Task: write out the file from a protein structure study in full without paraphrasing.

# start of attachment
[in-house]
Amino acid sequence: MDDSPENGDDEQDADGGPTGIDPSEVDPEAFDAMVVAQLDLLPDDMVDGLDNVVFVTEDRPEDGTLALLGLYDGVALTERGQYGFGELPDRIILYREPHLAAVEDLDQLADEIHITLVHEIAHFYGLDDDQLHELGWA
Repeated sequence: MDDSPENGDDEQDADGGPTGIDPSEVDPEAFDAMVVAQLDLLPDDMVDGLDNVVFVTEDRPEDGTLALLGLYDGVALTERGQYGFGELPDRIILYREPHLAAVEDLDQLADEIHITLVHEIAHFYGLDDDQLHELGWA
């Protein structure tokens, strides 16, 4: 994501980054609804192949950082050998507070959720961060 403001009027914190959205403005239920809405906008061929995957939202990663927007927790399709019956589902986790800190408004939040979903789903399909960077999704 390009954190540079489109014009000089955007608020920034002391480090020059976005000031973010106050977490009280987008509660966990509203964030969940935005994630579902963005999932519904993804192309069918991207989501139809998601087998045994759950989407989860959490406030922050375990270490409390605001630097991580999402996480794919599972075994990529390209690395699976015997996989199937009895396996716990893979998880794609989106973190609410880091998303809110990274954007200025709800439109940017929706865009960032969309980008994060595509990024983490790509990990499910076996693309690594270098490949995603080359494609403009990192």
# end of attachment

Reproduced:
[in-house]
Amino acid sequence: MDDSPENGDDEQDADGGPTGIDPSEVDPEAFDAMVVAQLDLLPDDMVDGLDNVVFVTEDRPEDGTLALLGLYDGVALTERGQYGFGELPDRIILYREPHLAAVEDLDQLADEIHITLVHEIAHFYGLDDDQLHELGWA
Repeated sequence: MDDSPENGDDEQDADGGPTGIDPSEVDPEAFDAMVVAQLDLLPDDMVDGLDNVVFVTEDRPEDGTLALLGLYDGVALTERGQYGFGELPDRIILYREPHLAAVEDLDQLADEIHITLVHEIAHFYGLDDDQLHELGWA
């Protein structure tokens, strides 16, 4: 994501980054609804192949950082050998507070959720961060 403001009027914190959205403005239920809405906008061929995957939202990663927007927790399709019956589902986790800190408004939040979903789903399909960077999704 390009954190540079489109014009000089955007608020920034002391480090020059976005000031973010106050977490009280987008509660966990509203964030969940935005994630579902963005999932519904993804192309069918991207989501139809998601087998045994759950989407989860959490406030922050375990270490409390605001630097991580999402996480794919599972075994990529390209690395699976015997996989199937009895396996716990893979998880794609989106973190609410880091998303809110990274954007200025709800439109940017929706865009960032969309980008994060595509990024983490790509990990499910076996693309690594270098490949995603080359494609403009990192």